It’s a fine balance. If the over analytical side gets too invested in the art, then it can become all about technical stuff and I get lost in that. I’ll freak out, like, “Where’s the song gone!?” It’s a fine balance, but I need that side with the creative thing as well and that attention to detail. That’s one thing I really love about being a musician and a producer is you get to create a tapestry, a real layered landscape for people. I think both aspects are really important to my process. I wouldn’t give up one.

I guess I’m learning every day how to balance those two sides. Whether it might be putting in time when you’re doing technical work and then taking a break and going for a walk, keeping the other side of the brain alive, which is just pure expression, with no thoughts about waveforms and EQ. It’s all about being like a child, walking through a forest and singing melodies. That’s really important, to keep that side alive as well.

One of the differences between this album and the last was you had a lot more collaborators and friends who would pop by and contribute here and there. As a whole, what did you like from that experience?

Oftentimes I would hit walls with songs. I would feel like I’d exhausted my ideas on them. I’m like, “I just don’t know where to go now. There’s something missing. Something is not there to serve the emotion.”

In order to find that missing piece, I would be like, “Well, what happens if we bring in Daniel Johns? What would he do if he was working on this? What would Matt Bellamy do if he had an idea for the song?” People that I respected for their particular, unique perspective, and then it would help me find new inspiration for the song. That’s the beautiful thing about collaboration. It serves as a way to redirect your thinking.

Is there anyone you wanted to do something with and it didn’t work out for whatever reason?

Yeah, there was a ton. I worked with a lot of people who, for one reason or another, got busy and we weren’t able to finish the song, or I started focusing on other ones. I worked with Cornelius for a quick minute. He’s an amazing producer from Japan, probably one of my all-time favorites. We started this song over the internet together. I was really excited about it, and I hope we still get to finish it, but it was so hard working with him in Japan and I’m here. It just ended up not being one of the top-listed songs. There’s songs like that that I see myself bringing back to life at some point, for sure.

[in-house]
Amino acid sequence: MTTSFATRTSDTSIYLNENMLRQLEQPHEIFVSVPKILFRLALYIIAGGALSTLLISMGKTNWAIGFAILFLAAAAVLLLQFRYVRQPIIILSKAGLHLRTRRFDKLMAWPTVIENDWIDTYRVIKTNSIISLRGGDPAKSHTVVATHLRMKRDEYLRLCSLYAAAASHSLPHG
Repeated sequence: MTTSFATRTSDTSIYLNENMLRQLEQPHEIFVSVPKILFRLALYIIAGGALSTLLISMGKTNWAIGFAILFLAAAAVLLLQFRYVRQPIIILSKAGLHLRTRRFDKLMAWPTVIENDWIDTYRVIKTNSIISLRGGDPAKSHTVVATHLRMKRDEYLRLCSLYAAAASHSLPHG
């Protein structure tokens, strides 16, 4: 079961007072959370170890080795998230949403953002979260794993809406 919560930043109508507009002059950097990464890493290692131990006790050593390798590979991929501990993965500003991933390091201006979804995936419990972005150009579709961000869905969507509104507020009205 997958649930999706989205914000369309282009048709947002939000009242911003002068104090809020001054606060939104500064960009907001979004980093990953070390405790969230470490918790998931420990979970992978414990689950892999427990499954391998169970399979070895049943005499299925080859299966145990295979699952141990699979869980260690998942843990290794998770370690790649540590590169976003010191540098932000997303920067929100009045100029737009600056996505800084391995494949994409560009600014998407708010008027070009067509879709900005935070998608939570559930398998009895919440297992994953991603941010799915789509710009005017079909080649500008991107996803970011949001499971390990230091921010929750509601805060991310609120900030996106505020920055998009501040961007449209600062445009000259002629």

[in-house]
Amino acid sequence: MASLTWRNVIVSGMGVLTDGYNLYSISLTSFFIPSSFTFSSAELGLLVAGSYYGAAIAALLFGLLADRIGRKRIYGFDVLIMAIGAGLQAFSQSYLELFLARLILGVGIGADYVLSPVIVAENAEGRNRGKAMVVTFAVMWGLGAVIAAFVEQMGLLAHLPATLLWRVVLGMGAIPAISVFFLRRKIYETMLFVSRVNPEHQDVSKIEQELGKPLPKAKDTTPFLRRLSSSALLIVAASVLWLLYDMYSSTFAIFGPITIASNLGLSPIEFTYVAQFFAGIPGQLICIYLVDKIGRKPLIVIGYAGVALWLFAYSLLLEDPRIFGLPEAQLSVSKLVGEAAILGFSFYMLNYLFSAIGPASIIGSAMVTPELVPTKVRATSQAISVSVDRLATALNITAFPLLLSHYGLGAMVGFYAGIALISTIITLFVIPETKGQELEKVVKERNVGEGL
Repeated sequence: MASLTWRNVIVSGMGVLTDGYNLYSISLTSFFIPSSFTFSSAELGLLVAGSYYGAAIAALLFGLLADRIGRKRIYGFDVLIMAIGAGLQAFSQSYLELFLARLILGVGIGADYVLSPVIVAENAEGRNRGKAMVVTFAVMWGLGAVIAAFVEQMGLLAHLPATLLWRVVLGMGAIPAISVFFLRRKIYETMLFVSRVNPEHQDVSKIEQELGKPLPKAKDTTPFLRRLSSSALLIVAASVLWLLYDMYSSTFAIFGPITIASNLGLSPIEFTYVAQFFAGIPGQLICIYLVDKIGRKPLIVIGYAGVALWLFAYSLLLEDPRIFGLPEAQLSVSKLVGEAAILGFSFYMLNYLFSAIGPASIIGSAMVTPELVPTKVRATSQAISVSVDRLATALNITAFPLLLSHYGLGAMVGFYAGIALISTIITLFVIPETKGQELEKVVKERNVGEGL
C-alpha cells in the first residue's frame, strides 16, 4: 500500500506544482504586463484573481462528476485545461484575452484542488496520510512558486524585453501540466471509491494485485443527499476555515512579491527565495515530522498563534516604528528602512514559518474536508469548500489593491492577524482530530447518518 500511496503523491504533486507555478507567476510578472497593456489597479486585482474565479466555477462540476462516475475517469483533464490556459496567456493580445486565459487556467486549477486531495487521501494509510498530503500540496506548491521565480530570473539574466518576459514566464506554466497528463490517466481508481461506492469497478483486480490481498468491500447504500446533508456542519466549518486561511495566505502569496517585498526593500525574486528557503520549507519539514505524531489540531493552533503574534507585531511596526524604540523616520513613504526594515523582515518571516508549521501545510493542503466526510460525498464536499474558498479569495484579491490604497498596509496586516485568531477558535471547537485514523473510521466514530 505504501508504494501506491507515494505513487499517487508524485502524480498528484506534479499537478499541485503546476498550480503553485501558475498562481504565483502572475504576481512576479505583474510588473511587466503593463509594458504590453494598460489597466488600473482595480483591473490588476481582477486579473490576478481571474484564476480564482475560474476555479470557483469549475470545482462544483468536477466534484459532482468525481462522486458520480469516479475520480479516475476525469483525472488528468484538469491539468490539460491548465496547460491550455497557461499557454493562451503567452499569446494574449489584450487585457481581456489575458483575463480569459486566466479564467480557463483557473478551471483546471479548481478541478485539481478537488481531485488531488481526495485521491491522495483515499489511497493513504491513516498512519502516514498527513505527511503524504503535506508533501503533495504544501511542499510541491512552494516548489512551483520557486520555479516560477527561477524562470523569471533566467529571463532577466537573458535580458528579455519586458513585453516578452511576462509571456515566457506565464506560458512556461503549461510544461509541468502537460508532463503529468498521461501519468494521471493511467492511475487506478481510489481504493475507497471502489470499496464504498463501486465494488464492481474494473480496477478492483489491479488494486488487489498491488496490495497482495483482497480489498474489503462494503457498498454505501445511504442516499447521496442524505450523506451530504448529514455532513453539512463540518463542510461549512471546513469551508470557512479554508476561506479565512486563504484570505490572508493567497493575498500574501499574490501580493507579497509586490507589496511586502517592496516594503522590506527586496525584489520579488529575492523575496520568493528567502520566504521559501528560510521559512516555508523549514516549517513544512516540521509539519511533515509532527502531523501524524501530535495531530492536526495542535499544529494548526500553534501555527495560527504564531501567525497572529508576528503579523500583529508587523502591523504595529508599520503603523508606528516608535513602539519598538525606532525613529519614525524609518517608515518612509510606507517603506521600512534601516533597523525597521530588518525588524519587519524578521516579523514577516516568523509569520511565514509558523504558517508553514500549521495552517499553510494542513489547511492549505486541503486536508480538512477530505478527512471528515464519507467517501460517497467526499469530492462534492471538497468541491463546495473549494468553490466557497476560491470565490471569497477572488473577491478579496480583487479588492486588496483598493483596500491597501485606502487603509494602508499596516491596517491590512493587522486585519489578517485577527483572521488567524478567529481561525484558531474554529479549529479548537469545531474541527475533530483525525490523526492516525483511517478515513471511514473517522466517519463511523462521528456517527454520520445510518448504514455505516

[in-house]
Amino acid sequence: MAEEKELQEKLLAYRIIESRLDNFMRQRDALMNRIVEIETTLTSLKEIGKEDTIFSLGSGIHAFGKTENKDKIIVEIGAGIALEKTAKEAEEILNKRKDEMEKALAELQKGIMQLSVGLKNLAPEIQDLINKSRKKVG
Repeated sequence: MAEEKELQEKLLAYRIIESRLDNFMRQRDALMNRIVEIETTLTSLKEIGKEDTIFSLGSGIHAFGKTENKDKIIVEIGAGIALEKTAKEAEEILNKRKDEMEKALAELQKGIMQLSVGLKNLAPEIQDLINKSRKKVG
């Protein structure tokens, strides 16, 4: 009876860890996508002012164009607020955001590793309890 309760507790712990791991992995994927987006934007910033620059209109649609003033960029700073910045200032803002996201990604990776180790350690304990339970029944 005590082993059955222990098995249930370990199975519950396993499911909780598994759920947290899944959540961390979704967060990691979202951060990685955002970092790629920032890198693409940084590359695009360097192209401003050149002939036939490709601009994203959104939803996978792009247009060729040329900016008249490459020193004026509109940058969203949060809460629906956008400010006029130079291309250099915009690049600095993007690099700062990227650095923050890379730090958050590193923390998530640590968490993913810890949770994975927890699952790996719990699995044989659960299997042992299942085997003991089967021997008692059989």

You mentioned the Janelle Monaé tour that ended up getting canceled. I think you two are such complementary artists. Do you think maybe one day you two will do a song together?

I hope our paths will cross creatively. I think there could be a really special moment out of that. It was really sad when the tour was canceled. I definitely think you’re right that we complement each other, so I hope there’s a chance we can work together in the future.

One in particular I’m interested in how you liked working with was John Legend. I’m a huge fan of his and he’s a lot more traditionally trained, I guess you could say. What was it like working with him, doing “Made to Love” on his record and then reworking “Nobody But You” on yours?

It was great working with him. He’s such a kind soul and he’s such a focused musician in the studio. He’s so mature in his craft and would jump straight onto an instrument and totally kill it. It was like, wow. I was playing guitar, he was playing piano, and it was very natural, all the movements that we would jump to. It was like we both knew where to go, and it was really exciting.

It happened very quickly. He works much faster than I’m used to working, which was a good challenge for me. I would definitely be open to that kind of thing again because it was a really different experience. I love the songs we came out with.

Back in the day when you were first starting out, did you take music lessons and stuff, or were you more self-taught?

In terms of the production stuff, that was all self-taught. I took guitar lessons. That was my big thing when I was young. I was really into guitar. I wrote all my songs on an acoustic guitar, and then got into electric. I still play it a fair bit, not as much on my records, but I like to write still on guitar.

I didn’t study music or anything like that. I didn’t really like it at school. I wanted to write music. I didn’t want to learn too much about the reason why something was in triad. I just wanted to do it.

So you have the big tour coming up in October. Do you have anything lined up after that?

Yeah, we’ll be going back to Australia and New Zealand after the U.S. tour. We’ll show some love back Down Under. The next year we’ll definitely be focused on touring as well. We’ll keep bringing the songs to the people [laughs].

Looking ahead to the future, is there any particular challenge you’d like to take on or tackle next?

I’d love to compose for films. I think that’s a big aim or goal of mine is to be able to one day help a director in their vision, to make music for a visual. But, we’ll see.

Originally appeared on Absolute Punk